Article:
The Archaea (/ɑrˈkiːə/ or /ɑrˈkeɪːə/ ar-KEE or ar-KAY; singular: archaeon or archeon) constitute a domain of single-celled microorganisms. These microbes have no cell nucleus or any other membrane-bound organelles within their cells.

In the past Archaea had been classed with bacteria as prokaryotes (or Kingdom Monera) and named archaebacteria, but this classification is regarded as outdated. In fact, the Archaea have an independent evolutionary history and show many differences in their biochemistry from other forms of life, and so they are now classified as a separate domain in the three-domain system. In this system, the phylogenetically distinct branches of evolutionary descent are the Archaea, Bacteria and Eukaryota. Archaea are further divided into four recognized phyla, but many more phyla may exist. Of these groups, the Crenarchaeota and the Euryarchaeota are the most intensively studied. Classification is still difficult, because the vast majority have never been studied in the laboratory and have only been detected by analysis of their nucleic acids in samples from the environment.

Archaea and bacteria are quite similar in size and shape, although a few archaea have very strange or unusual shapes, such as the flat and square-shaped cells of Haloquadratum walsbyi. Despite this visual similarity to bacteria, archaea possess genes and several metabolic pathways that are more closely related to those of eukaryotes, notably the enzymes involved in transcription and translation. Other aspects of archaean biochemistry are unique, such as their reliance on ether lipids in their cell membranes. Archaea use a much greater variety of sources of energy than eukaryotes: ranging from familiar organic compounds such as sugars, to ammonia, metal ions or even hydrogen gas. Salt-tolerant archaea (the Haloarchaea) use sunlight as an energy source, and other species of archaea fix carbon; however, unlike plants and cyanobacteria, no species of archaea is known to do both. Archaea reproduce asexually by binary fission, fragmentation, or budding; unlike bacteria and eukaryotes, no known species form spores.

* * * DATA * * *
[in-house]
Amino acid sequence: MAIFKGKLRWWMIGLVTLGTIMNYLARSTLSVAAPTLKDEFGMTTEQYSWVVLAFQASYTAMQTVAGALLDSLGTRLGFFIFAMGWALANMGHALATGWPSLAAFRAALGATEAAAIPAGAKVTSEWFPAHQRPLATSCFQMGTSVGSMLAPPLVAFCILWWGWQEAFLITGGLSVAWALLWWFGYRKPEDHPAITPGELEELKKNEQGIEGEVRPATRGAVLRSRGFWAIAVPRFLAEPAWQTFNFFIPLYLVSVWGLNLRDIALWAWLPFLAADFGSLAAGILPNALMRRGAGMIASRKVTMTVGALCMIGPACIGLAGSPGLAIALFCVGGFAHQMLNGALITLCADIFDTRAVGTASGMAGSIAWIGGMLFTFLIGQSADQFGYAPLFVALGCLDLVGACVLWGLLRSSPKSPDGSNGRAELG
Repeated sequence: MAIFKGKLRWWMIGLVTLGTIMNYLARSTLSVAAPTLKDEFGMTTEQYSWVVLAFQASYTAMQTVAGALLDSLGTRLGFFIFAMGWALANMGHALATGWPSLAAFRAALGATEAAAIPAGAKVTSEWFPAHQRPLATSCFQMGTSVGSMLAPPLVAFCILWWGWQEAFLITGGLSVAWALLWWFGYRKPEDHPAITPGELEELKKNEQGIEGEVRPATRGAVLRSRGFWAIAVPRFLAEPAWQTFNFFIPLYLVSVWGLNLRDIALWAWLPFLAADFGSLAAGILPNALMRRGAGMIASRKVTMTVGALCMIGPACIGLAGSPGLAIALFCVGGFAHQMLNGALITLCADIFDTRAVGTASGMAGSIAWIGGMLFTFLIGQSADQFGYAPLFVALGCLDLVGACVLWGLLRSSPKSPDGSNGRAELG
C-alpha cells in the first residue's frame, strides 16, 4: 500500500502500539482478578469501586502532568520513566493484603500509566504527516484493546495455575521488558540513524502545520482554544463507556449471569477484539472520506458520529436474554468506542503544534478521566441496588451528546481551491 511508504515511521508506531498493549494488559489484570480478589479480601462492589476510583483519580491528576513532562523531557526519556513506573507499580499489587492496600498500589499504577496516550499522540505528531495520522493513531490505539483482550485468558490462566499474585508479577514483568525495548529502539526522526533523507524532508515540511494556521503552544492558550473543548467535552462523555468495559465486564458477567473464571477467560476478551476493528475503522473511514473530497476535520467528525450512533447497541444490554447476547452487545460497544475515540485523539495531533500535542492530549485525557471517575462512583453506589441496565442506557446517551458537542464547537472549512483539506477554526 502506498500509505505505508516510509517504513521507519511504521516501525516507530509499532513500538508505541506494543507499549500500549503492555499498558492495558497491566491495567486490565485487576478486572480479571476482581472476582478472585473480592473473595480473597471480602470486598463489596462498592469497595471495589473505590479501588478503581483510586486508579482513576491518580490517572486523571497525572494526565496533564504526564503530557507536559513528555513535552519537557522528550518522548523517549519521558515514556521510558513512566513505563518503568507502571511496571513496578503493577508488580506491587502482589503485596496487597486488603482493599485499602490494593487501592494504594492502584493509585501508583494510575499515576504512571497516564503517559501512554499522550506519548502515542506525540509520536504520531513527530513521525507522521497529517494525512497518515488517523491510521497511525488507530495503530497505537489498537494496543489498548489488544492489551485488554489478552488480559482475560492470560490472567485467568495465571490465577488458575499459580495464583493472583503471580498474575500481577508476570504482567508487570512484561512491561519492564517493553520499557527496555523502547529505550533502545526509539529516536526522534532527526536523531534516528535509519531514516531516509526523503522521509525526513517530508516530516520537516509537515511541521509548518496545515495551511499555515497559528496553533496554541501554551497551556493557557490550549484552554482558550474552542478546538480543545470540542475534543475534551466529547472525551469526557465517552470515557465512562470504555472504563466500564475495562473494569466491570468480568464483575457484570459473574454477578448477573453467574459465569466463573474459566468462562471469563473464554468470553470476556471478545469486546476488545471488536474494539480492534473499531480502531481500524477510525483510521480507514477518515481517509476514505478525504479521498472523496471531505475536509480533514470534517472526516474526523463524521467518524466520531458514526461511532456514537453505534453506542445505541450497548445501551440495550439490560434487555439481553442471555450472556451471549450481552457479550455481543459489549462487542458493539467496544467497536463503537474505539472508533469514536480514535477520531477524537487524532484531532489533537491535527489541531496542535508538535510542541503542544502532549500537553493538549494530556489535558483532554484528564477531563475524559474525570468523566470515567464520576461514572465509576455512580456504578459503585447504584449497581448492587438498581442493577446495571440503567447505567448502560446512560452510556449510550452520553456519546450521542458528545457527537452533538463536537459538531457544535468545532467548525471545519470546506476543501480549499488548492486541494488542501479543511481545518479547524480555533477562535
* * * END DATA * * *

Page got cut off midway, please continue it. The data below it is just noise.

Initially, archaea were seen as extremophiles that lived in harsh environments, such as hot springs and salt lakes, but they have since been found in a broad range of habitats, including soils, oceans, marshlands and the human colon. Archaea are particularly numerous in the oceans, and the archaea in plankton may be one of the most abundant groups of organisms on the planet. Archaea are now recognized as a major part of Earth's life and may play roles in both the carbon cycle and the nitrogen cycle. No clear examples of archaeal pathogens or parasites are known, but they are often mutualists or commensals. One example is the methanogens that inhabit the gut of humans and ruminants, where their vast numbers aid digestion. Methanogens are used in biogas production and sewage treatment, and enzymes from extremophile archaea that can endure high temperatures and organic solvents are exploited in biotechnology.

Read more about Archaea:  Origin and Evolution, Morphology, Structure, Composition Development, Operation, Metabolism, Genetics, Reproduction, Significance in Technology and Industry

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